The world’s worst YA protagonist

How to count Millennials
Word count 2014


“Chad,” Ella whispered, her voice breathless, “you said you would do anything for me.”

“Of course, my love,” Chad sighed.

“And Dan,” Ella continued, “you also said you would do anything for me.”

“You are my sun,” Dan yelled, in a tender way. “If you aren’t with me, I don’t know how I can go on living.”

“Ok,” said Ella. “So what you’re saying is, we should definitely have a threesome.”

The two boys looked at her in stunned silence. Both wore equal expressions of confusion on their perfectly symmetrical faces. They were like two flawlessly carved Greek statues, and like Greek statues, they were going to do things that Victorian archaeologists would have censored in the name of public decency.


Damien stared deeply into Ella’s violet eyes.

“Yeah, I totally have an eyelash in there,” she said. “Can you see it?”


There were tears in Lucius’s perfect cerulean eyes. “This is a love that will last forever,” he breathed.

“About that,” said Ella, “I was thinking we should break up when I go to college. I don’t do long distance relationships.”

“I would follow you to the ends of the earth!” Lucius cried. His perfect amber-colored hair shimmered in the sunlight.

“Yeah, I know.” Ella patted him companionably on the arm. “It would just be kind of weird to have my high school boyfriend hanging around campus, you know? Besides, I was kind of planning on going through a slutty phase.”


Ella awoke with a start. Her dreams had been troubled, full of flashbacks to the traumatic event in her past that had left her damaged, but stronger, in a way that was a little bit tragic but also kind of romantic. Someone was standing at the foot of her bed. He wore a tight-fitting black t-shirt, and though it was dark, she could sense that his abs were totally killer.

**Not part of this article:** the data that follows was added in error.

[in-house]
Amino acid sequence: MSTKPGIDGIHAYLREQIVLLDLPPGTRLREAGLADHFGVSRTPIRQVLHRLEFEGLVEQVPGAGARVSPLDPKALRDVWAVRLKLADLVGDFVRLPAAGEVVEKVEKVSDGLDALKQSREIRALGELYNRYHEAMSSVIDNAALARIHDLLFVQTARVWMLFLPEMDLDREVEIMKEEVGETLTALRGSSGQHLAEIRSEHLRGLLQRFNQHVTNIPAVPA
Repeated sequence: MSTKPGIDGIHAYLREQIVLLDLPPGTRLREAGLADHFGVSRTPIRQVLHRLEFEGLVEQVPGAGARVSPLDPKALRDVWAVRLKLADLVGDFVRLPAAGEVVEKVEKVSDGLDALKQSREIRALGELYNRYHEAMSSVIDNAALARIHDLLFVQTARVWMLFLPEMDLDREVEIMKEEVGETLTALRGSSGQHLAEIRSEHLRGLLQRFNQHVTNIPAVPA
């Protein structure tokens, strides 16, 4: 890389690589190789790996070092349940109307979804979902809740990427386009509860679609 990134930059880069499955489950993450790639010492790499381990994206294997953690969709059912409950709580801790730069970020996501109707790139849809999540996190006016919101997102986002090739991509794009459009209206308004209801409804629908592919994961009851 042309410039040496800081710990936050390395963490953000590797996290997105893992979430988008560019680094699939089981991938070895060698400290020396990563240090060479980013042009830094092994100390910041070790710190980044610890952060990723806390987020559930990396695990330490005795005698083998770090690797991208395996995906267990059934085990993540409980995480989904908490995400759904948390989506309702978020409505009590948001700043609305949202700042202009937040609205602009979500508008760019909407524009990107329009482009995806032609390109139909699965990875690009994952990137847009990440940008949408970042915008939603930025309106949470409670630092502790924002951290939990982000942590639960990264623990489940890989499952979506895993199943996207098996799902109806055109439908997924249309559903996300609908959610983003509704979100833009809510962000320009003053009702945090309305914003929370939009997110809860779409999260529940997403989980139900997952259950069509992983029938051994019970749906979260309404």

“Go back to sleep,” she heard Drake whisper, his voice soothing and familiar. “I’ll watch over you.”

Ella reached for the can of Mace she kept on her nightstand for this sort of occasion.


Ella’s English teacher had assigned Wuthering Heights. It was the fifth consecutive year that Ella had been required to read it.

“I’m not sure high schoolers have enough experience with Gothic romance to grasp the satirical elements,” she told her friend Kate, who was pretty and popular, but in a conventional way that was ultimately shallow and lacking in mystery.

“I think it’s romantic,” Kate breathed. Then she sighed.

Ella stared out the classroom window, which overlooked a moor. Raven was out there again. The rain had plastered his shimmering jet-black hair to his sunken cheeks, and his eyes were like limpid azure pools.

“Ugh,” said Ella. “I just know he’s brooding again.”

How to count Millennials
Word count 2014

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